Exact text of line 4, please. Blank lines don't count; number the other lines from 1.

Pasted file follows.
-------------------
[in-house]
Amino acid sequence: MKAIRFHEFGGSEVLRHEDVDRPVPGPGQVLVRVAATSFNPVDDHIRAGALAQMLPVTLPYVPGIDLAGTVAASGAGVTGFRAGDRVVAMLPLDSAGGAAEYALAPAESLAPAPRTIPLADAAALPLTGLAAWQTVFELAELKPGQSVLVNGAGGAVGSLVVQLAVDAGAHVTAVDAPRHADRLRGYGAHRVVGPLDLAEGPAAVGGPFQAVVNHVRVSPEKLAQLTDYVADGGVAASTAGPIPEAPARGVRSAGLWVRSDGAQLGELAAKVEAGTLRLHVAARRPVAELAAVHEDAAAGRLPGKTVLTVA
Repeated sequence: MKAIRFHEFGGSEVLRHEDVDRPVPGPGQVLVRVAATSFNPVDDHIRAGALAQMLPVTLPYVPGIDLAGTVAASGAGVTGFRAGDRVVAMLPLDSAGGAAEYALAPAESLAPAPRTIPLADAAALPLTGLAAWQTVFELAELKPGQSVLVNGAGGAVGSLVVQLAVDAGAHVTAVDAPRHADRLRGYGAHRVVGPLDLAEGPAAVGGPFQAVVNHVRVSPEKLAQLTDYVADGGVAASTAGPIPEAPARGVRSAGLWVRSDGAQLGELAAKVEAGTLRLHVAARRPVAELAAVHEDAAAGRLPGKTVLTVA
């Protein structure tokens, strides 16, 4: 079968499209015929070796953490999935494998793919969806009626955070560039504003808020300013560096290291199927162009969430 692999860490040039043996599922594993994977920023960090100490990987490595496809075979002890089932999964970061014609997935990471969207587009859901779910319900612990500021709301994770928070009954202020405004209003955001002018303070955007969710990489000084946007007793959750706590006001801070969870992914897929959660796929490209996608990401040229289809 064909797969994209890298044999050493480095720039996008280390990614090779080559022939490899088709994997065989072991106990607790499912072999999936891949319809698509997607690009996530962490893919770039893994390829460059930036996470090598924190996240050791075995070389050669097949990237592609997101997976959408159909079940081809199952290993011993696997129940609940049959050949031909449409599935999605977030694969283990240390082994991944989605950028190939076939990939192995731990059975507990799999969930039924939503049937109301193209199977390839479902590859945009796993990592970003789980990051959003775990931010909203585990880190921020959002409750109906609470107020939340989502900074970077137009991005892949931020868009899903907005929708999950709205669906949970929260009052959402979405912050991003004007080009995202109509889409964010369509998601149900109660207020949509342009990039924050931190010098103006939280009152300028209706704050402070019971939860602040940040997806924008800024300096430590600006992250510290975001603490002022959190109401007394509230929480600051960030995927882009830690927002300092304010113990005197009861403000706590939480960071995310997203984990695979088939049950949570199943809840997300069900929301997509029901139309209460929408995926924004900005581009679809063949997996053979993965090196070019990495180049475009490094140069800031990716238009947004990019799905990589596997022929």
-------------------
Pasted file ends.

């Protein structure tokens, strides 16, 4: 079968499209015929070796953490999935494998793919969806009626955070560039504003808020300013560096290291199927162009969430 692999860490040039043996599922594993994977920023960090100490990987490595496809075979002890089932999964970061014609997935990471969207587009859901779910319900612990500021709301994770928070009954202020405004209003955001002018303070955007969710990489000084946007007793959750706590006001801070969870992914897929959660796929490209996608990401040229289809 064909797969994209890298044999050493480095720039996008280390990614090779080559022939490899088709994997065989072991106990607790499912072999999936891949319809698509997607690009996530962490893919770039893994390829460059930036996470090598924190996240050791075995070389050669097949990237592609997101997976959408159909079940081809199952290993011993696997129940609940049959050949031909449409599935999605977030694969283990240390082994991944989605950028190939076939990939192995731990059975507990799999969930039924939503049937109301193209199977390839479902590859945009796993990592970003789980990051959003775990931010909203585990880190921020959002409750109906609470107020939340989502900074970077137009991005892949931020868009899903907005929708999950709205669906949970929260009052959402979405912050991003004007080009995202109509889409964010369509998601149900109660207020949509342009990039924050931190010098103006939280009152300028209706704050402070019971939860602040940040997806924008800024300096430590600006992250510290975001603490002022959190109401007394509230929480600051960030995927882009830690927002300092304010113990005197009861403000706590939480960071995310997203984990695979088939049950949570199943809840997300069900929301997509029901139309209460929408995926924004900005581009679809063949997996053979993965090196070019990495180049475009490094140069800031990716238009947004990019799905990589596997022929």